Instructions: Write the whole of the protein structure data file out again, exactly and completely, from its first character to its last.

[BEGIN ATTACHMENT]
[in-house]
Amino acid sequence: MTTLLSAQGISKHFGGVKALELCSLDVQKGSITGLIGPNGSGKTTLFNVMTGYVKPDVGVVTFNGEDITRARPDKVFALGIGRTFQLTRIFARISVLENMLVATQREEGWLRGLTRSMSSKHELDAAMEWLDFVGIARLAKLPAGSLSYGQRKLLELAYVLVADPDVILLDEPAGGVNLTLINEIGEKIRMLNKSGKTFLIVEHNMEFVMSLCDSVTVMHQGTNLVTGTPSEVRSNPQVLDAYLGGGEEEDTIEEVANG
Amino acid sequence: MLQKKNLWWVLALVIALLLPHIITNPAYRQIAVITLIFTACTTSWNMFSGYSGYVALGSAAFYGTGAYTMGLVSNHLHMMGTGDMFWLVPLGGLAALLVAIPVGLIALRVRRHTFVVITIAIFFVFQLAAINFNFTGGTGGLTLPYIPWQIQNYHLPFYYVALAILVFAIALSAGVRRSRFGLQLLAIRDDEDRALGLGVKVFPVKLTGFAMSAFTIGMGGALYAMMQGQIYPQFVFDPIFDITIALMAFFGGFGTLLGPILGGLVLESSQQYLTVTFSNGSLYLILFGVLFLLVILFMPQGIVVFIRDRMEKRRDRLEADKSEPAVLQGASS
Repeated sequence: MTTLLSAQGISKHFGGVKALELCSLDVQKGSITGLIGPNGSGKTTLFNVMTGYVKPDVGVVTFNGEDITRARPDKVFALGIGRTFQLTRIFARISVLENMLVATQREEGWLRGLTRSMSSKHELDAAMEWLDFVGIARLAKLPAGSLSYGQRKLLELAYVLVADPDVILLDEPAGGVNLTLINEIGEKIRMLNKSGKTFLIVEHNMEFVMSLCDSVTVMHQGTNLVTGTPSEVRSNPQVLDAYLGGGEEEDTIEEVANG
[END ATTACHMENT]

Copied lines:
[in-house]
Amino acid sequence: MTTLLSAQGISKHFGGVKALELCSLDVQKGSITGLIGPNGSGKTTLFNVMTGYVKPDVGVVTFNGEDITRARPDKVFALGIGRTFQLTRIFARISVLENMLVATQREEGWLRGLTRSMSSKHELDAAMEWLDFVGIARLAKLPAGSLSYGQRKLLELAYVLVADPDVILLDEPAGGVNLTLINEIGEKIRMLNKSGKTFLIVEHNMEFVMSLCDSVTVMHQGTNLVTGTPSEVRSNPQVLDAYLGGGEEEDTIEEVANG
Amino acid sequence: MLQKKNLWWVLALVIALLLPHIITNPAYRQIAVITLIFTACTTSWNMFSGYSGYVALGSAAFYGTGAYTMGLVSNHLHMMGTGDMFWLVPLGGLAALLVAIPVGLIALRVRRHTFVVITIAIFFVFQLAAINFNFTGGTGGLTLPYIPWQIQNYHLPFYYVALAILVFAIALSAGVRRSRFGLQLLAIRDDEDRALGLGVKVFPVKLTGFAMSAFTIGMGGALYAMMQGQIYPQFVFDPIFDITIALMAFFGGFGTLLGPILGGLVLESSQQYLTVTFSNGSLYLILFGVLFLLVILFMPQGIVVFIRDRMEKRRDRLEADKSEPAVLQGASS
Repeated sequence: MTTLLSAQGISKHFGGVKALELCSLDVQKGSITGLIGPNGSGKTTLFNVMTGYVKPDVGVVTFNGEDITRARPDKVFALGIGRTFQLTRIFARISVLENMLVATQREEGWLRGLTRSMSSKHELDAAMEWLDFVGIARLAKLPAGSLSYGQRKLLELAYVLVADPDVILLDEPAGGVNLTLINEIGEKIRMLNKSGKTFLIVEHNMEFVMSLCDSVTVMHQGTNLVTGTPSEVRSNPQVLDAYLGGGEEEDTIEEVANG